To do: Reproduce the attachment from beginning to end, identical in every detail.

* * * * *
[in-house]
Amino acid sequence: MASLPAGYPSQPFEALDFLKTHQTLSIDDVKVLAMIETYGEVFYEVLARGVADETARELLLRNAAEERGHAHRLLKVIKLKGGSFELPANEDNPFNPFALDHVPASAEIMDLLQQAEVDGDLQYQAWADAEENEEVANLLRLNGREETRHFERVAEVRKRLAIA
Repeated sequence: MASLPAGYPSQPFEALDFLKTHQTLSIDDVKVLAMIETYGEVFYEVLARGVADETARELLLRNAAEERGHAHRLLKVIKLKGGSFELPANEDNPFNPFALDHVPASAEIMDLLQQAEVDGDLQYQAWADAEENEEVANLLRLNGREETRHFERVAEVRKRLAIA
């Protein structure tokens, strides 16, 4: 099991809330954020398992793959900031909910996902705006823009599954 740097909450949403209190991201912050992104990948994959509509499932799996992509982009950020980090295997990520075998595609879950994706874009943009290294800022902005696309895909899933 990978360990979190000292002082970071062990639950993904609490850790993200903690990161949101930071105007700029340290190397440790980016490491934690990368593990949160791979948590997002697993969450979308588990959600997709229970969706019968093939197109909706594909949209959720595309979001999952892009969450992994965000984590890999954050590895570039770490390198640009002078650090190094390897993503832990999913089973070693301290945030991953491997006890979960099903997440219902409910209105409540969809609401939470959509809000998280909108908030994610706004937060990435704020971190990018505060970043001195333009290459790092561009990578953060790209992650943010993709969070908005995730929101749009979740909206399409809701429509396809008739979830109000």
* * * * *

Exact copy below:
[in-house]
Amino acid sequence: MASLPAGYPSQPFEALDFLKTHQTLSIDDVKVLAMIETYGEVFYEVLARGVADETARELLLRNAAEERGHAHRLLKVIKLKGGSFELPANEDNPFNPFALDHVPASAEIMDLLQQAEVDGDLQYQAWADAEENEEVANLLRLNGREETRHFERVAEVRKRLAIA
Repeated sequence: MASLPAGYPSQPFEALDFLKTHQTLSIDDVKVLAMIETYGEVFYEVLARGVADETARELLLRNAAEERGHAHRLLKVIKLKGGSFELPANEDNPFNPFALDHVPASAEIMDLLQQAEVDGDLQYQAWADAEENEEVANLLRLNGREETRHFERVAEVRKRLAIA
């Protein structure tokens, strides 16, 4: 099991809330954020398992793959900031909910996902705006823009599954 740097909450949403209190991201912050992104990948994959509509499932799996992509982009950020980090295997990520075998595609879950994706874009943009290294800022902005696309895909899933 990978360990979190000292002082970071062990639950993904609490850790993200903690990161949101930071105007700029340290190397440790980016490491934690990368593990949160791979948590997002697993969450979308588990959600997709229970969706019968093939197109909706594909949209959720595309979001999952892009969450992994965000984590890999954050590895570039770490390198640009002078650090190094390897993503832990999913089973070693301290945030991953491997006890979960099903997440219902409910209105409540969809609401939470959509809000998280909108908030994610706004937060990435704020971190990018505060970043001195333009290459790092561009990578953060790209992650943010993709969070908005995730929101749009979740909206399409809701429509396809008739979830109000």